Bishop of Hawaii Resigns in the Wake of Fiscal Crisis over Loan for Retirement Center

Episcopal News Service. July 13, 1994 [94128]

In the wake of a complicated fiscal crisis stemming from the church's guaranty of a $4 million bank loan for a retirement facility, Bishop Donald Hart resigned as bishop of Hawaii on June 26.

In a letter read in all parishes, Hart said that he was "profoundly sorry" for the complicated fiscal problems he will leave behind, adding that "as much as I would like to be a part of the healing process and to participate in the development of the solution to the problems that confront the diocese, I have come to the conclusion that under the circumstances, that would not be possible."

The financial crisis resulted from the diocese's guaranty of a bank loan for Episcopal Homes of Hawaii (EHH), a nonprofit organization formed in 1989 to develop a luxury retirement community. Hart served as chairman of the board of directors until he resigned in April as questions surfaced about the fiscal stability of the project.

Diocese liable for $4 million

As chairman, Hart had persuaded the diocesan council and its finance department to guarantee a $4 million bank loan for EHH, without disclosing to diocesan officials that the developer of the project had declared bankruptcy for more than $11.5 million in 1986 in California. In addition, the current project began to run out of money and was incurring substantial debts. The Diocese of Hawaii faces liability for the $4 million loan to EHH, throwing the diocese into a financial crisis. Sources estimated it could take over 20 years for the diocese pay off the loan.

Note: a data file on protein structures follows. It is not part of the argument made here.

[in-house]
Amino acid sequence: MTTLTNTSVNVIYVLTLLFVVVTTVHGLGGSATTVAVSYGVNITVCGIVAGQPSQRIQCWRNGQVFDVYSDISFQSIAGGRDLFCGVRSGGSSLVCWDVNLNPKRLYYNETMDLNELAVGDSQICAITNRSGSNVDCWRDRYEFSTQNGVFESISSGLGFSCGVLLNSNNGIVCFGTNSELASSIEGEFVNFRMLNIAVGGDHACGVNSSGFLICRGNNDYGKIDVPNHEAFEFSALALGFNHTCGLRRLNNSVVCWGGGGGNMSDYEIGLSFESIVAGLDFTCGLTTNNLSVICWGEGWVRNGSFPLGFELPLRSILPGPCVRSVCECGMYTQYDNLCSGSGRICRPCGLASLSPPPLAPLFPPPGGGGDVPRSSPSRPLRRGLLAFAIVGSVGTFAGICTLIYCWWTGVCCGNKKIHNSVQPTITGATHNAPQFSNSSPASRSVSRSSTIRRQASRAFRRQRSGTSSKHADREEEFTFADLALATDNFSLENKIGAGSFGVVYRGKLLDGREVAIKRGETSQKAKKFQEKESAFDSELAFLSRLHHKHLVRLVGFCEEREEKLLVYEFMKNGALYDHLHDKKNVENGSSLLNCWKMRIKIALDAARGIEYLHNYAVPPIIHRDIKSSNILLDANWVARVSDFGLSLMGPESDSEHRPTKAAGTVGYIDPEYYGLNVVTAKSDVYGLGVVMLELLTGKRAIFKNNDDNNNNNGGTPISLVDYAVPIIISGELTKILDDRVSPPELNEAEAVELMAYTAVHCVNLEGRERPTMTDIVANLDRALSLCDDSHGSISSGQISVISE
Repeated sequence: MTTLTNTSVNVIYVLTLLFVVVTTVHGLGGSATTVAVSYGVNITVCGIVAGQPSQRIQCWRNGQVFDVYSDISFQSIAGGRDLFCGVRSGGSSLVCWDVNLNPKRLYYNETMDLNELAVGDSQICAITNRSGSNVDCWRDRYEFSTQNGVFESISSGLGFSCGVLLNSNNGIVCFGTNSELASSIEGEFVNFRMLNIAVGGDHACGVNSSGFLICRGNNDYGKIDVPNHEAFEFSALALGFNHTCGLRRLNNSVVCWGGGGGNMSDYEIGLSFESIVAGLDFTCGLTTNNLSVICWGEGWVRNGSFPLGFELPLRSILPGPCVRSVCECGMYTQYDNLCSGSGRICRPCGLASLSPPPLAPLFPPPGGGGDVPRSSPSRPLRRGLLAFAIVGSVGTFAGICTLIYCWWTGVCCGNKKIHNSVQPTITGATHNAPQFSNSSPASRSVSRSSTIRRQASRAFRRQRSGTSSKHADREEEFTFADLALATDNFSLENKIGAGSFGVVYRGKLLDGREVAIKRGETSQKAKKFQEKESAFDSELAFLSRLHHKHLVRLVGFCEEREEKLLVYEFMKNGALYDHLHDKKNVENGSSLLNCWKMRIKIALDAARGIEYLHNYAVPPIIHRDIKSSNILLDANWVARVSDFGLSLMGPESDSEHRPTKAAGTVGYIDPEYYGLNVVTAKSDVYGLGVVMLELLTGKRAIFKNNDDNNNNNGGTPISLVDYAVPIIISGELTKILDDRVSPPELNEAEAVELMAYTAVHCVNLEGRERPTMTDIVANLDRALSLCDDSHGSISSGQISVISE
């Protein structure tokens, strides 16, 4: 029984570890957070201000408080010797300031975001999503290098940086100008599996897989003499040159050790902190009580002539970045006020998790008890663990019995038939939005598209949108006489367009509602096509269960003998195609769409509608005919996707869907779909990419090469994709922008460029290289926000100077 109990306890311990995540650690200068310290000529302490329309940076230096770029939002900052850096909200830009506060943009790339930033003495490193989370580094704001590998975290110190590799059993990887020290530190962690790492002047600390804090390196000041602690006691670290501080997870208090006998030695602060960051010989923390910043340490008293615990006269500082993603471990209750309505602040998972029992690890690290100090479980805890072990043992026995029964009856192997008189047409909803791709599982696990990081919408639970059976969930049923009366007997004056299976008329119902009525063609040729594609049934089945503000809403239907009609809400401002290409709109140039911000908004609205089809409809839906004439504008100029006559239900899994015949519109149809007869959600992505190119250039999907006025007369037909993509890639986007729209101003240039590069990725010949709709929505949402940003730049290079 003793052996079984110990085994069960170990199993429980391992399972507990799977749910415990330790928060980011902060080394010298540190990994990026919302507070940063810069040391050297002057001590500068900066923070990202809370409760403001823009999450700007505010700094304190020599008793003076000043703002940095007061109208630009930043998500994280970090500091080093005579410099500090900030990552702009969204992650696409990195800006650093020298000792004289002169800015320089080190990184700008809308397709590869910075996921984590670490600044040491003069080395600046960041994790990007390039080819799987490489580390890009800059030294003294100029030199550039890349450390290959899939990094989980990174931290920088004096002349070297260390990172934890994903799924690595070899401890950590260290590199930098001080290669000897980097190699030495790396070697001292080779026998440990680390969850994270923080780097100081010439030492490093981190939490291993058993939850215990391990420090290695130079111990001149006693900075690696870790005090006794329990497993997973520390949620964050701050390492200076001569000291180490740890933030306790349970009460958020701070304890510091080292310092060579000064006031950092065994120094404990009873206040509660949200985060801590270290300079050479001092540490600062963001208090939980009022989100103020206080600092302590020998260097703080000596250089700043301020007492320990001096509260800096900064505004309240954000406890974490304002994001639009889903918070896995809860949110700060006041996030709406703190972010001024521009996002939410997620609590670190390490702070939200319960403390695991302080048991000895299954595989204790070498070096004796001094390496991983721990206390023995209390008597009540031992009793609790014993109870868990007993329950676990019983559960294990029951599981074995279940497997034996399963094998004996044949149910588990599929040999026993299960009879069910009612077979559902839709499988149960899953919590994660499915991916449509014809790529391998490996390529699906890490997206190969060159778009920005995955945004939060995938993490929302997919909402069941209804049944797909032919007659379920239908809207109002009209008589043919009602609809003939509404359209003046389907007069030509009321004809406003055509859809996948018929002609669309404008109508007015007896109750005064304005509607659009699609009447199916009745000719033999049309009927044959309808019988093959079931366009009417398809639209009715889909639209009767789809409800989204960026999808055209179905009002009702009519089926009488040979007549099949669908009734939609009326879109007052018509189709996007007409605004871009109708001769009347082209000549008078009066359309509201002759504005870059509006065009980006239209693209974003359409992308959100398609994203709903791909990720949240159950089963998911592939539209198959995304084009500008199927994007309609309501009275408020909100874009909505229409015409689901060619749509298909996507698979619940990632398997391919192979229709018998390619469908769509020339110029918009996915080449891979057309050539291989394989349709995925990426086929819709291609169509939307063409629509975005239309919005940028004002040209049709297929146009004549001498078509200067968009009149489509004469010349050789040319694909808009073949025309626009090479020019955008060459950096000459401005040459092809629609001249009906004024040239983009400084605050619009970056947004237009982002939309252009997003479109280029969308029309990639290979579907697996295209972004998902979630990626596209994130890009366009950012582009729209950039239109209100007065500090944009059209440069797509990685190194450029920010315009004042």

As the extent of financial problems became clearer, several local parishes began to demand a full accounting of the situation, and then to request that the bishop resign or face a vote of confidence.

In his resignation letter to parishes, Hart denied that there was any wrongdoing involved in the case. "My intentions, and I believe the intentions for all who voted for the guarantee, were to act in the best interest of the diocese and of our mission to support the ministry in many different ways in the community," he continued.

Yet, Hart concluded, "After long and prayerful consideration, I have decided that it is in the best interests of our diocese and that of my family for me to resign as bishop of Hawaii." Hart's resignation will be considered at the upcoming meeting of the House of Bishops during the General Convention in Indianapolis.

What's next?

At a June 18 budget meeting, the diocesan council outlined a strategy to revise the budget in order to respond to the crisis. For the immediate future, the diocese will have to absorb $465,000 in unbudgeted expenses in 1994, $500,000 in 1995 and an additional $500,000 in 1996. The council has decided to defer payments totaling more than $83,000 to the national church and Province 8. "We're planning to pay it, we just don't have the money right now," David Chung, chair of the diocesan finance department, told reporters. "We will try to make it up in subsequent years." The diocese will consider increasing assessments to parishes from 23 percent to 30 percent of local income.

Hart will work with the diocese's standing committee to resolve financial difficulties and prepare for "an orderly transition."